It wasn’t until I was an adult that I realized that this trait of mine showed up in other areas of my life as well. To this day, I carefully weigh the possible consequences of my actions before making a decision. That’s why I never really screwed up.
I scored a few goals through my efforts, which my mother always had to enthusiastically tell my grandparents on the phone. And when I got the best grade in school or a new belt in karate, she praised me to the skies in front of her friends. It was embarrassing how proud she was of me; I can tell you that. But she didn’t need to know that.

My mother’s girlfriend, on the other hand, was different; her praise had to be earned. Linda owned a small, noble restaurant in town, where she was liked by many people. At lunchtime she entertained craftsmen and office workers, always in the mood for a joke. Sometimes she discussed upcoming votes or elections with her guests, without losing respect. She was a woman of principle. To her employees she was strict, but fair.
‘That’s not the way to hold a broom,’ she once told an apprentice who had just started working there. By chance, I stood in the doorway and watched her benevolently take the broom from his hand. ‘That looks like you’re about to fall asleep on the job.’

At the age of nine or ten, I started helping out a little, washing salad, peeling potatoes, washing dishes or sweeping the floor. This happened mostly during school vacations. My grades were good, fortunately, but I was lazy and could have been even better. Linda realized this, and instead of me playing soccer outside sometimes, I helped out in the restaurant. My best friend was there, too.
‘Julian, don’t fall asleep with your potatoes,’ he sometimes joked.
‘And you make sure you don’t wash your salad too long, or it will get all pale.’
My god, we had been clowns, but that made the work more bearable. Most of the time we would have much rather been running around on the lawn, but this work was mandatory because that’s how we earned our trips to the amusement parks. And at least we had the afternoons off.

Meanwhile, my mother had trained in service and helped out with the bookkeeping, in the kitchen, or with the shopping. Since the restaurant also offered catering, I once even voluntarily missed a soccer match to accompany Linda and my mother to a big wedding. A huge tent, in the middle of a cut cornfield. All dressed up, my friend and I handed out appetizers to the guests. One of the tables was particularly appealing to us; the one where the older guests were sitting. For they took such a delight in us, that they slipped us tens. ‘How sweet you are!’ they said.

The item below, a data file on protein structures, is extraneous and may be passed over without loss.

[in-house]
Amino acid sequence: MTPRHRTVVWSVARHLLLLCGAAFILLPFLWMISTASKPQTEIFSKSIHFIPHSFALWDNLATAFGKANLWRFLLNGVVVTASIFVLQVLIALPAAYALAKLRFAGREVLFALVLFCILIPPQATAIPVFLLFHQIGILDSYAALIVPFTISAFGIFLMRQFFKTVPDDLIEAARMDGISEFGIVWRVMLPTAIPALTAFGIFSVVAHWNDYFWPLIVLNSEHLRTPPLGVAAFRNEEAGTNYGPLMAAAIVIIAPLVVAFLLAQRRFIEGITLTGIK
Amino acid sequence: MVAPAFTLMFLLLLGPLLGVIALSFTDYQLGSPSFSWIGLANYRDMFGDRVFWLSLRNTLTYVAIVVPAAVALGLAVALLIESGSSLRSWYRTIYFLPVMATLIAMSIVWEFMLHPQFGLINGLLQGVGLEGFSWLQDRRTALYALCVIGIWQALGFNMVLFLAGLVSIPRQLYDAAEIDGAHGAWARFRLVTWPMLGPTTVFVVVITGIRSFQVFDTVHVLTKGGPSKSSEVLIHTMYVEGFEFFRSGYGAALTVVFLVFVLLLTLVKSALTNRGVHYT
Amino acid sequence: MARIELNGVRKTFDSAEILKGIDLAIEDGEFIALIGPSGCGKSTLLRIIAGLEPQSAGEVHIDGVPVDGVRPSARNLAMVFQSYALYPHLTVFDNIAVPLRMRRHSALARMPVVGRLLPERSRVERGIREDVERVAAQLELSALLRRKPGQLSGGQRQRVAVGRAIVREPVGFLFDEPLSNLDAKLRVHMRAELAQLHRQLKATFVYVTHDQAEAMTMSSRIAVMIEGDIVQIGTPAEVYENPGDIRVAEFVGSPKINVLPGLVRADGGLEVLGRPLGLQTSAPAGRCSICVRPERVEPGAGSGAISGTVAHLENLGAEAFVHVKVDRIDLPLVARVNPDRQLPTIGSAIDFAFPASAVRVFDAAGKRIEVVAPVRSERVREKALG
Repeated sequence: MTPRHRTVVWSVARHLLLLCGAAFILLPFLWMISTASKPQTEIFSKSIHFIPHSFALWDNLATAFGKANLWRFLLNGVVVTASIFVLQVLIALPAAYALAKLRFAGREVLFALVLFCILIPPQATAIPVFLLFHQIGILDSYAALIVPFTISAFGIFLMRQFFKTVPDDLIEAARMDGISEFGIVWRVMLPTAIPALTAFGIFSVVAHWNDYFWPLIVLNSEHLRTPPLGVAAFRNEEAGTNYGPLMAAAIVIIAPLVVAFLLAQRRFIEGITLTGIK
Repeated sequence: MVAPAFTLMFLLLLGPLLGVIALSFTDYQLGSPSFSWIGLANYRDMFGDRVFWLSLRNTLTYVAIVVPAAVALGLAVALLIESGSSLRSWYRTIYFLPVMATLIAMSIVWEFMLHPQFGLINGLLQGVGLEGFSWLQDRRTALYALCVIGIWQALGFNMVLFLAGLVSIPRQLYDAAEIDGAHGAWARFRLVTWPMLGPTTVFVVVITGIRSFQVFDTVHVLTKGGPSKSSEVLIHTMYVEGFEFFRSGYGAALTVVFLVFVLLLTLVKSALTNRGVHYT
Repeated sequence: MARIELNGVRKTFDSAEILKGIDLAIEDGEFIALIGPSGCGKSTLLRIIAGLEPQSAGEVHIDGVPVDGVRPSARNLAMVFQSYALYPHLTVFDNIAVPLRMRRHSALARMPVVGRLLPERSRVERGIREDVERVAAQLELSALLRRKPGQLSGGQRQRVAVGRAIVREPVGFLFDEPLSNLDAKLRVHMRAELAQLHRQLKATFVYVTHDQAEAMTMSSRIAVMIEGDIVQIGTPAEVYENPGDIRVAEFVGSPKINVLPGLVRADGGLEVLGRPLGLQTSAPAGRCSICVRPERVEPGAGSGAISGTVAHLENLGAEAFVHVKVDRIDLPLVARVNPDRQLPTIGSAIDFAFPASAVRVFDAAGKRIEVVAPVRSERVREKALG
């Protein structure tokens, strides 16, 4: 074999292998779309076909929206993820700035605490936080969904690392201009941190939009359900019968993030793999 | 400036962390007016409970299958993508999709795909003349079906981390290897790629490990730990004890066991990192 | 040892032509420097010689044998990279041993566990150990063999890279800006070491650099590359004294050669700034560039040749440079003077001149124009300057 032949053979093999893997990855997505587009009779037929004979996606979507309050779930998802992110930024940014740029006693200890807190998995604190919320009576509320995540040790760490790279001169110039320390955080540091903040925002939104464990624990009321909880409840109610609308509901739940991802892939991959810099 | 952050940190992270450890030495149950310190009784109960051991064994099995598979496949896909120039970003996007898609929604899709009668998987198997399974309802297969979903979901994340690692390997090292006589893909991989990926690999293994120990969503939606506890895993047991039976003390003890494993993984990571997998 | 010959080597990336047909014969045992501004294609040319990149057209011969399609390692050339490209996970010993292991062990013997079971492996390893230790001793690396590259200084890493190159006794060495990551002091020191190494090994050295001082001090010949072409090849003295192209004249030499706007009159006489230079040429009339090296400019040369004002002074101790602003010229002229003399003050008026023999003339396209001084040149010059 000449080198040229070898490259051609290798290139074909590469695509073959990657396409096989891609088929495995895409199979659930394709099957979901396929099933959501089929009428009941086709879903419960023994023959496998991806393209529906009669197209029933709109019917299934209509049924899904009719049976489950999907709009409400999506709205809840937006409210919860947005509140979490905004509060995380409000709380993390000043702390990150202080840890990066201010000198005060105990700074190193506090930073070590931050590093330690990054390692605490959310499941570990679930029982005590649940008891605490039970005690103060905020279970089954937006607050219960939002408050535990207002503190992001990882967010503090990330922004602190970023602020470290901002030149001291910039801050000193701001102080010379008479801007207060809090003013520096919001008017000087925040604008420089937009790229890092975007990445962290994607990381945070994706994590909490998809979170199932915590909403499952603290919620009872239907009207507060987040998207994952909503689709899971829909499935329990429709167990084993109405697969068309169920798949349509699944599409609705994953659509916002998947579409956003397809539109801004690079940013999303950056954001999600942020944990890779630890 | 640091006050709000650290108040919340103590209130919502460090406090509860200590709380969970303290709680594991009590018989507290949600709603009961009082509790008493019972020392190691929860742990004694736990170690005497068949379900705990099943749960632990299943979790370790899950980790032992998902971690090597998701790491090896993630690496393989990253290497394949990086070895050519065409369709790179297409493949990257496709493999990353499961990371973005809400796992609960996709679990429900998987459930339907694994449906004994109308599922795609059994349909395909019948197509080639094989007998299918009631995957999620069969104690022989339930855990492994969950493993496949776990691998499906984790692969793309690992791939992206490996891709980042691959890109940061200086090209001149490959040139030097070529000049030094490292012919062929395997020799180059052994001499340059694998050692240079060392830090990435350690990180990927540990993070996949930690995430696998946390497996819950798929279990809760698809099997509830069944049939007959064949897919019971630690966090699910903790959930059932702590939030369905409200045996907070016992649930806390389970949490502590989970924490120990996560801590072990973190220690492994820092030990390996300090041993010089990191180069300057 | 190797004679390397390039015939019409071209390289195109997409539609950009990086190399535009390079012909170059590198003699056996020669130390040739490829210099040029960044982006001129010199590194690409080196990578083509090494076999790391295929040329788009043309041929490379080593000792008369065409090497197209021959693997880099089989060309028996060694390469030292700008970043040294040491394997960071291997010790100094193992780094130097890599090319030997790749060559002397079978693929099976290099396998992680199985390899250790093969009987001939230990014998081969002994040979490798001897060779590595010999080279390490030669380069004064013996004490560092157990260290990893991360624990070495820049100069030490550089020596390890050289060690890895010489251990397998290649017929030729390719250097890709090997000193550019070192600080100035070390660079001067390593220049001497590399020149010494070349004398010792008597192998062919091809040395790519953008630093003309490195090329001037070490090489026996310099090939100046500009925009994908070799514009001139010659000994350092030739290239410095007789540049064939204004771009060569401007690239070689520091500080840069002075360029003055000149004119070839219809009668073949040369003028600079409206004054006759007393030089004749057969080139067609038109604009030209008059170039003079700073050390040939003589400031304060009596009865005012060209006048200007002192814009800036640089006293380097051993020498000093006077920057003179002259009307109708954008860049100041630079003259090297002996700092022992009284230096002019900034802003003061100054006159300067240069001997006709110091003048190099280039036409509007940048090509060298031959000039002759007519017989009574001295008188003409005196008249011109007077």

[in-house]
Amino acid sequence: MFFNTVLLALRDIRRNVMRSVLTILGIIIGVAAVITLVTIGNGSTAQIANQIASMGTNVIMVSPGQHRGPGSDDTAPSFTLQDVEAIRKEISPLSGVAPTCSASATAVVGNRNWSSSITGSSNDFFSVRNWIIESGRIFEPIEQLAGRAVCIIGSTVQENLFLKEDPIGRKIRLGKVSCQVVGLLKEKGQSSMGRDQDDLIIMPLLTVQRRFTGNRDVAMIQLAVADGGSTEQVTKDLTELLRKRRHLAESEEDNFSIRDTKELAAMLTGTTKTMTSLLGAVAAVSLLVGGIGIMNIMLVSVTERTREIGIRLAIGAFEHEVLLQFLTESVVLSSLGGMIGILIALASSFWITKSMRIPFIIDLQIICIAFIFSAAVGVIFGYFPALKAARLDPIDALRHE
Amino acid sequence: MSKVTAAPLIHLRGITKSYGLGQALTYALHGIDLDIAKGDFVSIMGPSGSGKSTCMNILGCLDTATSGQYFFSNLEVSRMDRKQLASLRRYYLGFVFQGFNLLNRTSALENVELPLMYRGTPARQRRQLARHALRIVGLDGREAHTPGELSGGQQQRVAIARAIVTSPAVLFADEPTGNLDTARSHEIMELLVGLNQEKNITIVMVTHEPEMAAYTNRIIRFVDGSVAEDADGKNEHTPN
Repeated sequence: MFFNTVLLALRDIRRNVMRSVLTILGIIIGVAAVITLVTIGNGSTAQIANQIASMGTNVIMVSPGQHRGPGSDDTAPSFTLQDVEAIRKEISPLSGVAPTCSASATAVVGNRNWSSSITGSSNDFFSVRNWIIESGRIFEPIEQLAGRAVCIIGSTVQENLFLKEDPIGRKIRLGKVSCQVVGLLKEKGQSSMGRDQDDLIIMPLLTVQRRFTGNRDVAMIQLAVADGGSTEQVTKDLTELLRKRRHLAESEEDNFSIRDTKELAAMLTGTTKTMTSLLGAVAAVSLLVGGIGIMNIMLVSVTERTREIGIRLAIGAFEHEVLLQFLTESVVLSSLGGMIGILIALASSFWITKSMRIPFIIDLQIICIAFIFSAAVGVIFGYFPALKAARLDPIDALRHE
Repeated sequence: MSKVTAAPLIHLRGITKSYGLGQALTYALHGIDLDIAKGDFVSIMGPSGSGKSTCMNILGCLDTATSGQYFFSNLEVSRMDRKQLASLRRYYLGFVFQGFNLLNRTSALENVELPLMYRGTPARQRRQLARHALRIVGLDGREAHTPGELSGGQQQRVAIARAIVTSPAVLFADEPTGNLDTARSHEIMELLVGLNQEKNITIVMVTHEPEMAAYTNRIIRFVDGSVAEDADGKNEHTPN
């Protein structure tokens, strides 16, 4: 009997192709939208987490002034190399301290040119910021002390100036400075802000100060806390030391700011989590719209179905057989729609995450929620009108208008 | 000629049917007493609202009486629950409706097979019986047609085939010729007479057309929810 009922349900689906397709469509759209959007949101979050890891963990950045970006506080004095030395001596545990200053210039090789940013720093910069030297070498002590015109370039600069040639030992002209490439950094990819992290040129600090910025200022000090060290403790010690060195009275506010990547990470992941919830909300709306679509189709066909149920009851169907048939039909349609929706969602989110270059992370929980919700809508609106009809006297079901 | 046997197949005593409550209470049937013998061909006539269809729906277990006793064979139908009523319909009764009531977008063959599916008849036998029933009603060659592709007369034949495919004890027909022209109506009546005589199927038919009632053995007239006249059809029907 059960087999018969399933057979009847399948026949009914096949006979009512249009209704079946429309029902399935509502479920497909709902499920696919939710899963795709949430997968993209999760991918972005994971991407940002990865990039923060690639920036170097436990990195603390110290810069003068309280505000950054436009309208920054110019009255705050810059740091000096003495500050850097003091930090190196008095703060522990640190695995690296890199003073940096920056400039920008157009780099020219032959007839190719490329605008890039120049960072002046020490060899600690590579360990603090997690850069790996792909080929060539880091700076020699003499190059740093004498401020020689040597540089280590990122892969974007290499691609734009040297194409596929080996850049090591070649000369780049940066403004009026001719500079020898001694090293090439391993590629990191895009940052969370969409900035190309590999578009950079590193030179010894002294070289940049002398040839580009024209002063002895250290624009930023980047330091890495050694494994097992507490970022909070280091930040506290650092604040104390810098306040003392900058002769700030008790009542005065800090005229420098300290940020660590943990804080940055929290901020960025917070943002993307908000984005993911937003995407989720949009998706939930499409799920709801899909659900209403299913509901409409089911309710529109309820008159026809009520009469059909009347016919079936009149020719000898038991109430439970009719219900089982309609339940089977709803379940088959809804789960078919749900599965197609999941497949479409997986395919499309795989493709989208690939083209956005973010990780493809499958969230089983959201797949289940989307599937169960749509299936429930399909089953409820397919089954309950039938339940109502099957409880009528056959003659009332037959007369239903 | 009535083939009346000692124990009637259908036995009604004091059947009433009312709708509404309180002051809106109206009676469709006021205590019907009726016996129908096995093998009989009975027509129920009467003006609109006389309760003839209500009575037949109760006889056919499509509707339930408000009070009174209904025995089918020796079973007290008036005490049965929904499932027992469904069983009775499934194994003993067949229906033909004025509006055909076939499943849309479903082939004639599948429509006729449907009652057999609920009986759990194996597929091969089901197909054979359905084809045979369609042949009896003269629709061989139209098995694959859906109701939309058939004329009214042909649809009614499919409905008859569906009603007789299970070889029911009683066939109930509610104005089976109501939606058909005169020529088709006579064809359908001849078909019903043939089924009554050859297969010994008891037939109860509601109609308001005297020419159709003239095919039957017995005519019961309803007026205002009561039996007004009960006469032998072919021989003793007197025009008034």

And at the end, the groom spoke into the microphone and thanked the hard-working catering team. If he were us, he would have preferred playing soccer, he said.

Linda also showed me how to hold the broom correctly in my hand, so to speak. And if there was still dirt in a corner, she said: ‘You can do better than that.’ She taught me manners, showed me that motivated work pays off. Nowadays, dealing with apprentices myself, I sometimes think back to those days in my childhood. I had understood that not everything is just given to you.
Linda also helped me with my homework and listened to me when I told her about provocations of other kids at school. ‘Ignoring is the best strategy,’ she advised me one day. Why would you want to bother with these losers?’
To this day, I still appreciate the support Linda gave me and my mother.

In that period of life I just described, when I was around twelve years old, our harmony was much less overshadowed by my mother’s breakdowns than would be the case five years later. You know, of course it happened that she sometimes drank a glass of wine during work. People would have a good time with the regulars or join in on a toast at a birthday party. It was part of Linda’s and my mother’s life, and it never was a problem. My mother seemed carefree, she laughed, sounded bright, and listened attentively when someone told her something. But outside of work hours, it was a possible scenario that she would come into the living room or through the front door, and I would immediately notice her slightly unsteady walk. It was as if you were facing a totally different person. She was no longer proud of me. She sat at the table, flipped hastily through a newspaper or looked dreamily out of the window, got up, sat down again, as if she didn’t know what to do with herself. She either paid little attention to me, or snapped when I forgot to put a glass in the dishwasher. Her emotions seemed amplified. Sometimes she was exuberantly happy, sometimes the smallest things upset her.